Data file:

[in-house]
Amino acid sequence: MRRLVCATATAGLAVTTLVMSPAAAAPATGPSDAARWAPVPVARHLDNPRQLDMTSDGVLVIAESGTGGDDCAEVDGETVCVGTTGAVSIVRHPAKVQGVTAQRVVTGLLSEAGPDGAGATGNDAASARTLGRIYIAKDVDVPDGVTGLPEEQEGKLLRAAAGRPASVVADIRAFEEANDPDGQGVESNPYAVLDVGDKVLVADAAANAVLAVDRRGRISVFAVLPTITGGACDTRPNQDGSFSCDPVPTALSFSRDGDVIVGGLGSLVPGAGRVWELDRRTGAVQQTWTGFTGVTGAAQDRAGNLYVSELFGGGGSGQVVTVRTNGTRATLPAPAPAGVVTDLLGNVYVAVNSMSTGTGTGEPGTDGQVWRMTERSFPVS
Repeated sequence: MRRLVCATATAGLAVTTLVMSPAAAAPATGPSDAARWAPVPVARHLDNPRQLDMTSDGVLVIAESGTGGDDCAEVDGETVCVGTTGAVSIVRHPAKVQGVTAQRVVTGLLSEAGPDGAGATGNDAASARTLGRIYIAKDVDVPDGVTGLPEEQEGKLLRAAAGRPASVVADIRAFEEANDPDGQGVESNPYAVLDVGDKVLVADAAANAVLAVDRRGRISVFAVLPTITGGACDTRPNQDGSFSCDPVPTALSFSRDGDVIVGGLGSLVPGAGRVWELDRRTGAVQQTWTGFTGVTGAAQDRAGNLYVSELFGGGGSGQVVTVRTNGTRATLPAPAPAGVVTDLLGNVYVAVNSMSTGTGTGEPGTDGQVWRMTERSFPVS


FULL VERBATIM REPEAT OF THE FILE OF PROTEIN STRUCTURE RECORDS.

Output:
[in-house]
Amino acid sequence: MRRLVCATATAGLAVTTLVMSPAAAAPATGPSDAARWAPVPVARHLDNPRQLDMTSDGVLVIAESGTGGDDCAEVDGETVCVGTTGAVSIVRHPAKVQGVTAQRVVTGLLSEAGPDGAGATGNDAASARTLGRIYIAKDVDVPDGVTGLPEEQEGKLLRAAAGRPASVVADIRAFEEANDPDGQGVESNPYAVLDVGDKVLVADAAANAVLAVDRRGRISVFAVLPTITGGACDTRPNQDGSFSCDPVPTALSFSRDGDVIVGGLGSLVPGAGRVWELDRRTGAVQQTWTGFTGVTGAAQDRAGNLYVSELFGGGGSGQVVTVRTNGTRATLPAPAPAGVVTDLLGNVYVAVNSMSTGTGTGEPGTDGQVWRMTERSFPVS
Repeated sequence: MRRLVCATATAGLAVTTLVMSPAAAAPATGPSDAARWAPVPVARHLDNPRQLDMTSDGVLVIAESGTGGDDCAEVDGETVCVGTTGAVSIVRHPAKVQGVTAQRVVTGLLSEAGPDGAGATGNDAASARTLGRIYIAKDVDVPDGVTGLPEEQEGKLLRAAAGRPASVVADIRAFEEANDPDGQGVESNPYAVLDVGDKVLVADAAANAVLAVDRRGRISVFAVLPTITGGACDTRPNQDGSFSCDPVPTALSFSRDGDVIVGGLGSLVPGAGRVWELDRRTGAVQQTWTGFTGVTGAAQDRAGNLYVSELFGGGGSGQVVTVRTNGTRATLPAPAPAGVVTDLLGNVYVAVNSMSTGTGTGEPGTDGQVWRMTERSFPVS